The penalties for non-compliance with SOX depend on the action type and who is responsible. Consider an example where the compliance issue occurs at the company level. If a company submits a report that doesn’t follow the guidelines or ignores SOX entirely, it can be delisted — taken off the public stock exchange.
Company executives can also face consequences for non-compliance. If an executive knows that a SOX report is insufficient and doesn’t meet the requirements, but submits the report anyway, they can face up prison time or a hefty fine.
Executives who certify SOX reports that do not meet requirements and do so with the full knowledge that the reports are inadequate also face penalties, including time in prison or massive fines.
SOX Compliance Fines
Essentially, lying to pass a SOX audit is synonymous with fraud. Noncompliance with the SOX Act can result in several types of penalties. You may face a lawsuit after being sued for lacking corporate responsibility. That public information would then make its way to consumers, damaging your reputation. Noncompliance can also result in a jail sentence of up to 10 years, while false reporting can earn you up to 20 years.
If you’re found guilty of SOX noncompliance, you’ll suffer tremendous financial loss one way or another; whether you lose money in court, experience decreased brand approval as a result of the scandal or become a financial burden from behind bars. On top of that, the direct fines for ignoring SOX are hefty.
A corporate officer who does not comply with SOX or submits an inaccurate certification could be fined up to $1 million.
If the certification is wrong and is proven to have been submitted purposely, the fine may be up to $5 million.
SOX Compliance Challenges
Complying with SOX is a necessity, but it can be complex. Companies often face two challenges regarding compliance. The first challenge concerns the cost of compliance. Companies must dedicate significant resources to ensuring they abide by the rules. For some companies, the expense can be substantial.
Another challenge involves the process of maintaining compliance. Many audit projects require a significant number of attributes and details. If a company uses spreadsheets to sort and hold its data, information can get lost, data sets can be corrupted and input errors can cause confusion. Fortunately, software solutions can streamline the process and solve some of the most pressing compliance concerns.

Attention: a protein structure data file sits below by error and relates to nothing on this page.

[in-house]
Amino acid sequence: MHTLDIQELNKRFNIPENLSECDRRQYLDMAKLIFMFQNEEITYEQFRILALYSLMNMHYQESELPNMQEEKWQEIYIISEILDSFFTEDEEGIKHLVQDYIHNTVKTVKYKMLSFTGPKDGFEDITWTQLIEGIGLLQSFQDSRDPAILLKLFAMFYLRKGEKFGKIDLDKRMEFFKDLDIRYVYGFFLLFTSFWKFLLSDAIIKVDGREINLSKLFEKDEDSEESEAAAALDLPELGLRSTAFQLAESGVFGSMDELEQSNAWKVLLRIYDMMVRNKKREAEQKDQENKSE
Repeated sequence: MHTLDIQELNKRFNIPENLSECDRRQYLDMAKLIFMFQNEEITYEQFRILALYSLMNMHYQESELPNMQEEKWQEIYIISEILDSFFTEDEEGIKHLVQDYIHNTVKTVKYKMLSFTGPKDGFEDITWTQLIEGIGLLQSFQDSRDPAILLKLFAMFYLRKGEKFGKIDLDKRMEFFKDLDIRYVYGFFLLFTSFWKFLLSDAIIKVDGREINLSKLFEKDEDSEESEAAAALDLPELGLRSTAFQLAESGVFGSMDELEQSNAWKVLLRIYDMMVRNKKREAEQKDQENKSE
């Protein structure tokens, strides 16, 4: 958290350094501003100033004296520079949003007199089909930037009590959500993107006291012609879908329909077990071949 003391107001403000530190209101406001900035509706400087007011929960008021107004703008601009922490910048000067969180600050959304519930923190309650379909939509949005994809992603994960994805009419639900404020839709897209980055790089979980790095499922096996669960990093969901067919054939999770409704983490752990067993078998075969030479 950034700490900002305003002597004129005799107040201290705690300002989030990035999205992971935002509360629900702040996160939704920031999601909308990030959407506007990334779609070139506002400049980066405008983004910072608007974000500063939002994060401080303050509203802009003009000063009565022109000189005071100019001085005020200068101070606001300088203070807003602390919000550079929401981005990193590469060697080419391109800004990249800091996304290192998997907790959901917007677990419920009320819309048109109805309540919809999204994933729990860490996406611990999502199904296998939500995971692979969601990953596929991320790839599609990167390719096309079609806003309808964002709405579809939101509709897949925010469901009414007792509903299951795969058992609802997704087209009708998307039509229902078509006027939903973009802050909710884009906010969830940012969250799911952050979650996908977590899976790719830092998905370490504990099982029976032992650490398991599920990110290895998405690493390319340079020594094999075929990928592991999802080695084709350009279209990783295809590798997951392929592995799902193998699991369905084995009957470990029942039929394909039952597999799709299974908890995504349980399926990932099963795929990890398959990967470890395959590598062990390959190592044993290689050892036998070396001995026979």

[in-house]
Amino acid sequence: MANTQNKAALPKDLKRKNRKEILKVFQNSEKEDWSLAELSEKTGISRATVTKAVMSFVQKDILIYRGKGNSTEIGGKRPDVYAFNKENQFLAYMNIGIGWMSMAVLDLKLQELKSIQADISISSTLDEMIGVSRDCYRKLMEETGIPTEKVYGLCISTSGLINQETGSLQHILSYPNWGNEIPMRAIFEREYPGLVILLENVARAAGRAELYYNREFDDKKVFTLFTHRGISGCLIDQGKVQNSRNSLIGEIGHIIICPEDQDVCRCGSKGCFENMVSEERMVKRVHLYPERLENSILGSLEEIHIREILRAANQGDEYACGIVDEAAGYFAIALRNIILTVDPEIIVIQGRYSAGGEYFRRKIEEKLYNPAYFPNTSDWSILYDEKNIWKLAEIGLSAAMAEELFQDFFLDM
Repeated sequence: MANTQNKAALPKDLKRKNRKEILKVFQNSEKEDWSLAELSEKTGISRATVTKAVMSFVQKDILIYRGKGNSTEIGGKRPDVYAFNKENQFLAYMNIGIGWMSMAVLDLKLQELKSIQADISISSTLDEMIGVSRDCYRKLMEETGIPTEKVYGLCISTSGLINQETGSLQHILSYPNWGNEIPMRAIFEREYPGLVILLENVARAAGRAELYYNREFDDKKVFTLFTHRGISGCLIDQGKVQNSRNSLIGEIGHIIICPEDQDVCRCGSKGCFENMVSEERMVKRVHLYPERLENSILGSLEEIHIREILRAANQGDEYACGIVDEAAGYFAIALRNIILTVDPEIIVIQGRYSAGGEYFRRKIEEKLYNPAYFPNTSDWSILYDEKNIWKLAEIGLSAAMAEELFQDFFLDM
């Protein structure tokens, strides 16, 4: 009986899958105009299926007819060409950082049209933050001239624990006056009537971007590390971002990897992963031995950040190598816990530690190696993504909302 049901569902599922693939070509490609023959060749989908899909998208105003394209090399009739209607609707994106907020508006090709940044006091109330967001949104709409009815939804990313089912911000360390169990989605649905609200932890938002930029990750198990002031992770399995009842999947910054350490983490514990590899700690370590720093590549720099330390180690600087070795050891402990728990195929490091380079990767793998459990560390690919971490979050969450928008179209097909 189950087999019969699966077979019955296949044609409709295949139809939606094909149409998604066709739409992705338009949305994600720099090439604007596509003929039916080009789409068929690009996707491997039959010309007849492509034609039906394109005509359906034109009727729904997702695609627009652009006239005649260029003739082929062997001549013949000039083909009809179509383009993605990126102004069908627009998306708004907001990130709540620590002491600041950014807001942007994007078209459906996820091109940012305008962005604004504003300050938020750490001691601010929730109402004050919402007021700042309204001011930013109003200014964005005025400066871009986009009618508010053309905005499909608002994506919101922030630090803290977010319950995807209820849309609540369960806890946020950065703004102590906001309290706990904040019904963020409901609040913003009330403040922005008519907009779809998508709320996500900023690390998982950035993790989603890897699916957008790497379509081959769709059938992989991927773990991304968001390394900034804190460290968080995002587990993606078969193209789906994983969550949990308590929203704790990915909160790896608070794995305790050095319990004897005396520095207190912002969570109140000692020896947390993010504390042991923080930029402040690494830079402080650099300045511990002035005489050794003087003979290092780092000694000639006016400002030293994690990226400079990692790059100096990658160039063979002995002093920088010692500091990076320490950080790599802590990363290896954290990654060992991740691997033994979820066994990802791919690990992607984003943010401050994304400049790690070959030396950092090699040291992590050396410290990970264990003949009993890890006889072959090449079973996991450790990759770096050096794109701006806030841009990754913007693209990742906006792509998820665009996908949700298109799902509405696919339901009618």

Software for SOX Compliance
With its complex and extensive requirements and severe penalties, it’s no wonder why SOX gained a terrible reputation upon its 2002 debut.
Its reputation started to improve in 2007, when the concept of Enterprise Risk Management (ERM) and more specifically Top Down Risk Assessment (TDRA) was introduced. This empowered organizations to prioritize key controls and tests by linking them to risk.
TDRAs are a formalized recognition that a risk-based SOX approach is valuable and cost-effective. Implementing an ERM software can assist in the process of linking controls and risks through a risk assessment process. This is because it allows process owners to focus on accomplishing multiple goals within an ongoing, consolidated assessment instead of getting buried in administrative work. A smart SOX software also allows financial control analysts to prioritize their work to only material risks.
It’s important to find the right SOX compliance software for you. LogicManager’s centralized SOX compliance software erases pain points in one fell swoop by allowing you to:
Upload your risk-control matrix and keep it up to date in one centralized framework
Customize SOX testing with optional sampling, step-by-step instructions for users, document management and attestations
Maintain visibility into the status of SOX compliance through easily accessible to-do lists and real-time alerts
Meet regulatory pressure head-on with accurate, customizable reports built in our robust reporting engine
Standardize your approach to SOX compliance with pre-built control frameworks based on predefined scoring, criteria and best practices
Identify issues found in testing and engage relevant parties in remediation activities with automated tasks, notifications and reminders
Easily aggregate information and present it to key personnel responsible for reviews and SOX certification sign-off with intuitive dashboards and reports
Leverage LogicManager’s financial compliance software to ensure adherence with other critical requirements like NAIC Model Audit Rule, NCUA Section 704.11, Bill 198 and more
Learn More About SOX Programs Today
SOX programs, including LogicManager’s solution, will continue to innovate and transform as long as SOX exists. As the corporate environment changes, so will compliance requirements, so having a software that will adapt to externally enforced, ever-evolving rules will afford you the time and resources to focus on taking your risk management program to the next level.
Through SOX compliance, your organization can increase investor confidence and decrease financial risk. If nothing else, the link between having a comprehensive SOX internal control system and high market performance demonstrates the wide-ranging benefits of having a mature ERM program. When you stay committed to promoting compliance, the resulting domino effect can propel your organization into extraordinary success.